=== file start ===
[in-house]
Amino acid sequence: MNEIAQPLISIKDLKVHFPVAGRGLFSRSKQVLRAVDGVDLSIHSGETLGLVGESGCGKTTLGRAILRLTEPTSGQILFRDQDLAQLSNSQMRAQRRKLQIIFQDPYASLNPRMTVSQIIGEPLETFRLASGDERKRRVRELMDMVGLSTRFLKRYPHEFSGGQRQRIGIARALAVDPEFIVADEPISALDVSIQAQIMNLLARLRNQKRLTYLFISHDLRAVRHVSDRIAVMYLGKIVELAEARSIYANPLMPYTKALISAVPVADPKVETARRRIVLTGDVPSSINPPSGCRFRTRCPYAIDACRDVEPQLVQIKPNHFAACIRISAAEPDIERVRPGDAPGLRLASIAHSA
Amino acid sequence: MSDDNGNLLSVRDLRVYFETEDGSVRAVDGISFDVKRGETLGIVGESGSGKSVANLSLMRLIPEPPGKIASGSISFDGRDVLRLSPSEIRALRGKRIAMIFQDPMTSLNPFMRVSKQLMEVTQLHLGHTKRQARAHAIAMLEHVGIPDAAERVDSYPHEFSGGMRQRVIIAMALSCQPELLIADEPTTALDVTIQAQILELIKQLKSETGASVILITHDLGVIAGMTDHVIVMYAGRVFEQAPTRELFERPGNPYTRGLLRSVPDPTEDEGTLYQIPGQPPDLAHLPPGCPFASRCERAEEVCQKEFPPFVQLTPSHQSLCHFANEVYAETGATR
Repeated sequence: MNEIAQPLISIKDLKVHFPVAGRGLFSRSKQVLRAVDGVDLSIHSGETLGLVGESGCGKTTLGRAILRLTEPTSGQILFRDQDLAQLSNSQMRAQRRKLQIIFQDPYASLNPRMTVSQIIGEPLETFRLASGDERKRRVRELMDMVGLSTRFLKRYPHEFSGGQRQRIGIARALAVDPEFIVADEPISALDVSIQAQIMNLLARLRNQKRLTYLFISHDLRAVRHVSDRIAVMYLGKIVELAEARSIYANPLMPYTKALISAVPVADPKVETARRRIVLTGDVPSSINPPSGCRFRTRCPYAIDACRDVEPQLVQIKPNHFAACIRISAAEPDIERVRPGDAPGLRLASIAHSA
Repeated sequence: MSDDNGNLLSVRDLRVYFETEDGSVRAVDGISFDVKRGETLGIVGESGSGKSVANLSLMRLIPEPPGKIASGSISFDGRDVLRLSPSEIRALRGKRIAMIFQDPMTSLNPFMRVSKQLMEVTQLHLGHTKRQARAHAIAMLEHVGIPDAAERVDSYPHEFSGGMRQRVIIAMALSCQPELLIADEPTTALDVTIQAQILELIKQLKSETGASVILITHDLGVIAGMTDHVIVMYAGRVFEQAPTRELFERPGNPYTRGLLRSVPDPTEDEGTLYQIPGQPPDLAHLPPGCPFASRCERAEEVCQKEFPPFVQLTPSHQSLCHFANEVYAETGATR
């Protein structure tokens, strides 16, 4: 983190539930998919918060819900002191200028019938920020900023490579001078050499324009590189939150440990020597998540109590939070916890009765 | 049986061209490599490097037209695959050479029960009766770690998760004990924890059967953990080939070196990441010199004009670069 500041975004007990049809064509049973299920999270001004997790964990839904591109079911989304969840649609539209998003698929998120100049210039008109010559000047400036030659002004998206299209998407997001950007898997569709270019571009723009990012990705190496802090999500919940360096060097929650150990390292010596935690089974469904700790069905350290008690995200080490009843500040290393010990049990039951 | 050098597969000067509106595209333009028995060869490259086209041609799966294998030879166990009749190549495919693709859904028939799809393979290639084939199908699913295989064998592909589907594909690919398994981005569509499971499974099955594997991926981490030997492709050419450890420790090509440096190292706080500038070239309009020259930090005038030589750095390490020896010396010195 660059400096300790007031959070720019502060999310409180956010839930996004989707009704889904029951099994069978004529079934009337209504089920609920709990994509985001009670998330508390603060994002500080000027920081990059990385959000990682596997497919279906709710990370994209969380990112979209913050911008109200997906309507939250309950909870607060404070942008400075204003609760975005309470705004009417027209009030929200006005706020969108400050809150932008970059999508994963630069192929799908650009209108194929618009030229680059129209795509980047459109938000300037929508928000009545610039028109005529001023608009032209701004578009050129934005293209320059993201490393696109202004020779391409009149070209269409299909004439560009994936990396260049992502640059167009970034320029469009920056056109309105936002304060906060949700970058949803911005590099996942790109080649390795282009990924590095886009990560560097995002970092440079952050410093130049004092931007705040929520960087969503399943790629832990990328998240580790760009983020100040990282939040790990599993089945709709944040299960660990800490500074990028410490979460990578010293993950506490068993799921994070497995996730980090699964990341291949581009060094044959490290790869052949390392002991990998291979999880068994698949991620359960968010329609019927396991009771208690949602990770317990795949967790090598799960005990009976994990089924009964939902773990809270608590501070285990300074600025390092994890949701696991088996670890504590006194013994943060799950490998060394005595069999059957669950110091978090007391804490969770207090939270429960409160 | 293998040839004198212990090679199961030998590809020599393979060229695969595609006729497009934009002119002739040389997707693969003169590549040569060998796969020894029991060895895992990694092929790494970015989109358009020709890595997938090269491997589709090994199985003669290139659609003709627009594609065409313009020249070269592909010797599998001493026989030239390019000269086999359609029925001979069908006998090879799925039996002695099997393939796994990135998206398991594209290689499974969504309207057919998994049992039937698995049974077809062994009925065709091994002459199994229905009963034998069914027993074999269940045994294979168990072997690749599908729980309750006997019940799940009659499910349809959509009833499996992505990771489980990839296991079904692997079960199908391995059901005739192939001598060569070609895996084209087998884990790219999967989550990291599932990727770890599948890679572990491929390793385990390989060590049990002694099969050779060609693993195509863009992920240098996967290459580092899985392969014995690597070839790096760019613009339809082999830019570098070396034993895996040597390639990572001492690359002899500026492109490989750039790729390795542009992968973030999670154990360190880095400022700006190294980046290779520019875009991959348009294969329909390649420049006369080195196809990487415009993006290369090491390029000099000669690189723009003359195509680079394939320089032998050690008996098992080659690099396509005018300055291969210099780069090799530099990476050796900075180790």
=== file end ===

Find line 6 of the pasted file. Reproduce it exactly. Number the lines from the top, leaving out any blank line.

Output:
């Protein structure tokens, strides 16, 4: 983190539930998919918060819900002191200028019938920020900023490579001078050499324009590189939150440990020597998540109590939070916890009765 | 049986061209490599490097037209695959050479029960009766770690998760004990924890059967953990080939070196990441010199004009670069 500041975004007990049809064509049973299920999270001004997790964990839904591109079911989304969840649609539209998003698929998120100049210039008109010559000047400036030659002004998206299209998407997001950007898997569709270019571009723009990012990705190496802090999500919940360096060097929650150990390292010596935690089974469904700790069905350290008690995200080490009843500040290393010990049990039951 | 050098597969000067509106595209333009028995060869490259086209041609799966294998030879166990009749190549495919693709859904028939799809393979290639084939199908699913295989064998592909589907594909690919398994981005569509499971499974099955594997991926981490030997492709050419450890420790090509440096190292706080500038070239309009020259930090005038030589750095390490020896010396010195 660059400096300790007031959070720019502060999310409180956010839930996004989707009704889904029951099994069978004529079934009337209504089920609920709990994509985001009670998330508390603060994002500080000027920081990059990385959000990682596997497919279906709710990370994209969380990112979209913050911008109200997906309507939250309950909870607060404070942008400075204003609760975005309470705004009417027209009030929200006005706020969108400050809150932008970059999508994963630069192929799908650009209108194929618009030229680059129209795509980047459109938000300037929508928000009545610039028109005529001023608009032209701004578009050129934005293209320059993201490393696109202004020779391409009149070209269409299909004439560009994936990396260049992502640059167009970034320029469009920056056109309105936002304060906060949700970058949803911005590099996942790109080649390795282009990924590095886009990560560097995002970092440079952050410093130049004092931007705040929520960087969503399943790629832990990328998240580790760009983020100040990282939040790990599993089945709709944040299960660990800490500074990028410490979460990578010293993950506490068993799921994070497995996730980090699964990341291949581009060094044959490290790869052949390392002991990998291979999880068994698949991620359960968010329609019927396991009771208690949602990770317990795949967790090598799960005990009976994990089924009964939902773990809270608590501070285990300074600025390092994890949701696991088996670890504590006194013994943060799950490998060394005595069999059957669950110091978090007391804490969770207090939270429960409160 | 293998040839004198212990090679199961030998590809020599393979060229695969595609006729497009934009002119002739040389997707693969003169590549040569060998796969020894029991060895895992990694092929790494970015989109358009020709890595997938090269491997589709090994199985003669290139659609003709627009594609065409313009020249070269592909010797599998001493026989030239390019000269086999359609029925001979069908006998090879799925039996002695099997393939796994990135998206398991594209290689499974969504309207057919998994049992039937698995049974077809062994009925065709091994002459199994229905009963034998069914027993074999269940045994294979168990072997690749599908729980309750006997019940799940009659499910349809959509009833499996992505990771489980990839296991079904692997079960199908391995059901005739192939001598060569070609895996084209087998884990790219999967989550990291599932990727770890599948890679572990491929390793385990390989060590049990002694099969050779060609693993195509863009992920240098996967290459580092899985392969014995690597070839790096760019613009339809082999830019570098070396034993895996040597390639990572001492690359002899500026492109490989750039790729390795542009992968973030999670154990360190880095400022700006190294980046290779520019875009991959348009294969329909390649420049006369080195196809990487415009993006290369090491390029000099000669690189723009003359195509680079394939320089032998050690008996098992080659690099396509005018300055291969210099780069090799530099990476050796900075180790």